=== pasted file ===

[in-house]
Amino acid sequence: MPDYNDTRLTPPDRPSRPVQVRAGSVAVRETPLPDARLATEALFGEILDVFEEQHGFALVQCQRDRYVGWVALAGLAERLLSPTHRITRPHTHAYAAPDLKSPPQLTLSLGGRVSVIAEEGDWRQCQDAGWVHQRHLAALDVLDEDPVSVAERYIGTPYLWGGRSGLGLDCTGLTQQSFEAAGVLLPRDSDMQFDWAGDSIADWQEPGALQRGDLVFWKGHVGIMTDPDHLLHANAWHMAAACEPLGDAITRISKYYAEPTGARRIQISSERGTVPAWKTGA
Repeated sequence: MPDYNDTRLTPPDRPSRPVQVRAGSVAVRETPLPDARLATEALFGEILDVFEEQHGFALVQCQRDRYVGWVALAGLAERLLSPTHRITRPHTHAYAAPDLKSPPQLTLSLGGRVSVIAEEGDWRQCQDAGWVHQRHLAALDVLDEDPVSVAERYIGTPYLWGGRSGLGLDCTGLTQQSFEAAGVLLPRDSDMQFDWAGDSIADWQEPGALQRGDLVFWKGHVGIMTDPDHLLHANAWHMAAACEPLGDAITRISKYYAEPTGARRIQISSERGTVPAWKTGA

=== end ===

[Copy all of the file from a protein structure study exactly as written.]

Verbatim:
[in-house]
Amino acid sequence: MPDYNDTRLTPPDRPSRPVQVRAGSVAVRETPLPDARLATEALFGEILDVFEEQHGFALVQCQRDRYVGWVALAGLAERLLSPTHRITRPHTHAYAAPDLKSPPQLTLSLGGRVSVIAEEGDWRQCQDAGWVHQRHLAALDVLDEDPVSVAERYIGTPYLWGGRSGLGLDCTGLTQQSFEAAGVLLPRDSDMQFDWAGDSIADWQEPGALQRGDLVFWKGHVGIMTDPDHLLHANAWHMAAACEPLGDAITRISKYYAEPTGARRIQISSERGTVPAWKTGA
Repeated sequence: MPDYNDTRLTPPDRPSRPVQVRAGSVAVRETPLPDARLATEALFGEILDVFEEQHGFALVQCQRDRYVGWVALAGLAERLLSPTHRITRPHTHAYAAPDLKSPPQLTLSLGGRVSVIAEEGDWRQCQDAGWVHQRHLAALDVLDEDPVSVAERYIGTPYLWGGRSGLGLDCTGLTQQSFEAAGVLLPRDSDMQFDWAGDSIADWQEPGALQRGDLVFWKGHVGIMTDPDHLLHANAWHMAAACEPLGDAITRISKYYAEPTGARRIQISSERGTVPAWKTGA